Eugene Byrd and his sister, Flossie McMillon, were surprised to see old neighbors, friends and coworkers reaching for the free plates of food they handed out to homeless and destitute people at Les Nieces restaurant Friday and yesterday.
Byrd and McMillon, who often pitch in at the family-owned restaurant at 14th and Crittenden streets NW, are part of the middle class now, but they are not so far removed from the cold, nightmarish world of poverty to forget others who still are there.
Times have changed for Byrd and McMillon and their relatives, Teresa Byrd, Tirzah Swails and Sonya Davis, who own the Les Nieces Restaurant at 4622 14th St. NW.
Having grown up in a row house in a Georgetown alley, they are accustomed to giving and receiving neighborly handouts in order to survive. So, they said, it was "no big deal" for them to close their restaurant and nightclub to paying customers Friday, yesterday and today to serve only the homeless.
Friday afternoon, McMillon said, "I saw a GS-9 counselor whom I used to work with at the narcotic treatment administration from 1972 to 1975. I was handing out plates of food and, when I looked up, he was right there in line. I said, 'Come right on in. Everybody's welcome. You don't need to be ashamed of a thing. Everybody gets hungry.' "
With a smile that would make anyone feel at home, McMillon, who helps her brother manage the club, said, "In my family, we were taught that human beings need to stick together -- black, white, or whoever -- and to always make people feel that they are somebody. Because they really are, you know. We were all made by God."
As the homeless mingled, plates of food in hand, in a lounge decorated with smoked glass mirrors, tropical fish bowls and a brick bar, Byrd, the 47-year-old manager of the restaurant, added, "You can never forget where you came from."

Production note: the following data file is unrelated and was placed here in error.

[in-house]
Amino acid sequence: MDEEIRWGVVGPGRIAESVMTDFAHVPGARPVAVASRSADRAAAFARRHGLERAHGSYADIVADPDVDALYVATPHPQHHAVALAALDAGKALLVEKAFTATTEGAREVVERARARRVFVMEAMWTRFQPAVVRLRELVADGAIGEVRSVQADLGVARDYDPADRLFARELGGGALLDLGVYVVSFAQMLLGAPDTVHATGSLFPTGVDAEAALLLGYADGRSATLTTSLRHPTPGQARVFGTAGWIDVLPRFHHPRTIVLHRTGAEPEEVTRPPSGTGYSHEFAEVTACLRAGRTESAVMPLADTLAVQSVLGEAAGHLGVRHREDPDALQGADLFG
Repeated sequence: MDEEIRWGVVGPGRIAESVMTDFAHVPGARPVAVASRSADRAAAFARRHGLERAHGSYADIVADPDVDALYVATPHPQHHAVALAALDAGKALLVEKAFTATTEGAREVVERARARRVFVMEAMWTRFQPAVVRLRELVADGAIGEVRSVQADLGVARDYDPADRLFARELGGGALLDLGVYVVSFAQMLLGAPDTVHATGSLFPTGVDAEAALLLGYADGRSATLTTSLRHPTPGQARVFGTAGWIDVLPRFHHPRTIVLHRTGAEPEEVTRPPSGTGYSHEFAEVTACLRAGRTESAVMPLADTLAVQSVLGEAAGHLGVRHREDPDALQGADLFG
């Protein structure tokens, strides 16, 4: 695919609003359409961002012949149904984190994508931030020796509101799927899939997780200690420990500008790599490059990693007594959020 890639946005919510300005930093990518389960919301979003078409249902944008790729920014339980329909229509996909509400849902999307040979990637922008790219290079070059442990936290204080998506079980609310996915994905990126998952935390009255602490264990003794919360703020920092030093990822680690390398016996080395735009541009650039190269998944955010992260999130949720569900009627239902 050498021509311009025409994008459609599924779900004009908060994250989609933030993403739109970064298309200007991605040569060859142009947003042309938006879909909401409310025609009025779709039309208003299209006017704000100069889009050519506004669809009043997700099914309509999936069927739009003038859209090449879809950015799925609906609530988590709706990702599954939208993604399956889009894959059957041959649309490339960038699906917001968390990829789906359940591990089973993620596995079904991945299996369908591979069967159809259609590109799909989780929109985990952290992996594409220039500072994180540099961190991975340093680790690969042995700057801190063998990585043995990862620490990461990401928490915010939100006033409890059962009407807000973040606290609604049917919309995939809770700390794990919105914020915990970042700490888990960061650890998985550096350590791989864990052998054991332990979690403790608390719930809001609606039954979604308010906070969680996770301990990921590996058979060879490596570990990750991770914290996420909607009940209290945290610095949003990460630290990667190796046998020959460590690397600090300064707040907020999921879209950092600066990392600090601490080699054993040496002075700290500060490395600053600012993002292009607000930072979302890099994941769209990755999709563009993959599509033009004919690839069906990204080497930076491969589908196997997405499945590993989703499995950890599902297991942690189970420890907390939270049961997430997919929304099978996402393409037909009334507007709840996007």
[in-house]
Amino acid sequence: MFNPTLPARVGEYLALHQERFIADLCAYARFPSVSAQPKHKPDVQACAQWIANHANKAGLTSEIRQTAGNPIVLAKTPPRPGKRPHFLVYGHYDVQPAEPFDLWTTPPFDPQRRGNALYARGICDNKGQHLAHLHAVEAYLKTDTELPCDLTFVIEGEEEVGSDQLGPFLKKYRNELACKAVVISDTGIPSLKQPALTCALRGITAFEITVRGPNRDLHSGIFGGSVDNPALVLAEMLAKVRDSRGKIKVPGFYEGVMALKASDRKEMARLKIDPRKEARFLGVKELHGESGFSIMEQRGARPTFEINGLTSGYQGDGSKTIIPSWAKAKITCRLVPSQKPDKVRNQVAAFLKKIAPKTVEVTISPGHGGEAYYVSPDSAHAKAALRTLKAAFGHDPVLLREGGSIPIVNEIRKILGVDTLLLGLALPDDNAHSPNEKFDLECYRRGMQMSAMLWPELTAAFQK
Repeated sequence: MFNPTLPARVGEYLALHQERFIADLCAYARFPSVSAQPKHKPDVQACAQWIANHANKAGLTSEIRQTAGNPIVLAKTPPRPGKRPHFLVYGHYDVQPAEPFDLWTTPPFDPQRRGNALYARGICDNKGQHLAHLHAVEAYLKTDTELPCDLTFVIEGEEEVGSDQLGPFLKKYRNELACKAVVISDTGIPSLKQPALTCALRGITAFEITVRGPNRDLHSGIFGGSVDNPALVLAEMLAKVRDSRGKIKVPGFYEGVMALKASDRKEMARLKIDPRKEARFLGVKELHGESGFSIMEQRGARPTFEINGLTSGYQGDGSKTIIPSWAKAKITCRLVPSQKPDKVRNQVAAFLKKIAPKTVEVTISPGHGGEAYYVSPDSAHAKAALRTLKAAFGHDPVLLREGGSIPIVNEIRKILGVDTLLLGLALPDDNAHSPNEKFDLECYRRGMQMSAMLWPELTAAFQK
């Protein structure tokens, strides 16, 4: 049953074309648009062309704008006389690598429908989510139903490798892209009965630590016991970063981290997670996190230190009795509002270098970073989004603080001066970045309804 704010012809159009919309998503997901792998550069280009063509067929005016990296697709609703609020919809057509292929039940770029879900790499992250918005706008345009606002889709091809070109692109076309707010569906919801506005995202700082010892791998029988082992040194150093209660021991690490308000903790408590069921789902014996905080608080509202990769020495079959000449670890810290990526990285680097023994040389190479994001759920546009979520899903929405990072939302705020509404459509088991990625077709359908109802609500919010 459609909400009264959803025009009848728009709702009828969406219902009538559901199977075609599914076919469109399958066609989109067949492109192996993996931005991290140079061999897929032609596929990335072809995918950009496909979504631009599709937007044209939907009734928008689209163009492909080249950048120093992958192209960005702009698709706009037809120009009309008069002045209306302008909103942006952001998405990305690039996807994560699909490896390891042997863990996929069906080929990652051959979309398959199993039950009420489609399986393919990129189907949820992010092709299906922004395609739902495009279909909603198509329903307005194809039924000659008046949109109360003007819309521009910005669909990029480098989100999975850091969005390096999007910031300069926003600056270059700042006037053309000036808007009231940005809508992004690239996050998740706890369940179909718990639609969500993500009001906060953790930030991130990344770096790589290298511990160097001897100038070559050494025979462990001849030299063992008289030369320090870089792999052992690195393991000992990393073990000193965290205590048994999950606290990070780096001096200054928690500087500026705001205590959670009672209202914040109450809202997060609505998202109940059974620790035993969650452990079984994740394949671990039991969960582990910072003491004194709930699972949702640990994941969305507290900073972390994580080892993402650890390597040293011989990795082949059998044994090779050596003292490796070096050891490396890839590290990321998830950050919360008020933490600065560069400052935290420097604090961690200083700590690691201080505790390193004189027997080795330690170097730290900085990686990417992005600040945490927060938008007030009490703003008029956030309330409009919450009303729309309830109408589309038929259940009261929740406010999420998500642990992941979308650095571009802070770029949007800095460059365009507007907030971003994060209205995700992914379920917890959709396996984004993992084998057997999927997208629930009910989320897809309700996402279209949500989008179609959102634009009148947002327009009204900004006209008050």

Hundreds of hungry men, women and children, most from Washington's inner city, streamed through the doors of Les Nieces. Byrd said that the three days of free meals would cost the restaurant $1,500. The food, arrayed on a long row of tables just inside the door, included fried chicken, mashed potatoes, vegetables and corn bread.
"Thank, you, ma'am. It was very good," said George Bayliss, 50, a resident at a shelter for the homeless, after he finished eating. "I lost my job nine months ago. I've been looking for work, but they always say 'We'll call you.' "
Most of the people who received the free meals yesterday arrived at the club in vans from an 800-bed shelter operated by the Center for Creative Non-Violence.
Byrd said that they had called Mitch Snyder, the organization's director, "and told him that we wanted to help." The restaurant plans to hand out its last free meals today between 2 p.m. and 6 p.m., Byrd said, to "anybody who is hungry and can't afford food."
Greg Hessel, a 22-year-old counselor at the shelter, said: "A lot of people help out on Thanksgiving Day, but Byrd called us and said he wanted to do something extra. This might start a trend. Maybe other restaurants will open their doors at different times throughout the entire year. Except for holidays, the homeless tend to be forgotten."
In the club's small kitchen, three chefs were busy cooking a meal to feed another 500 people. Cook William Lewis, 35, looked through the portal window at the line of dispirited faces and thought about the days when he, too, was hungry and needed help from strangers.
One of those strangers was Byrd, he said.
"I've lived in this kind of environment, I understand this very well," Lewis said. "I've been on the other side. I've lived in a lot of foster homes. When I came to Washington from Richmond I met this guy, Gene, and a friend of his. They looked out for me. Now, I'm working in his kitchen. I was fortunate, that's all; lucky, I guess."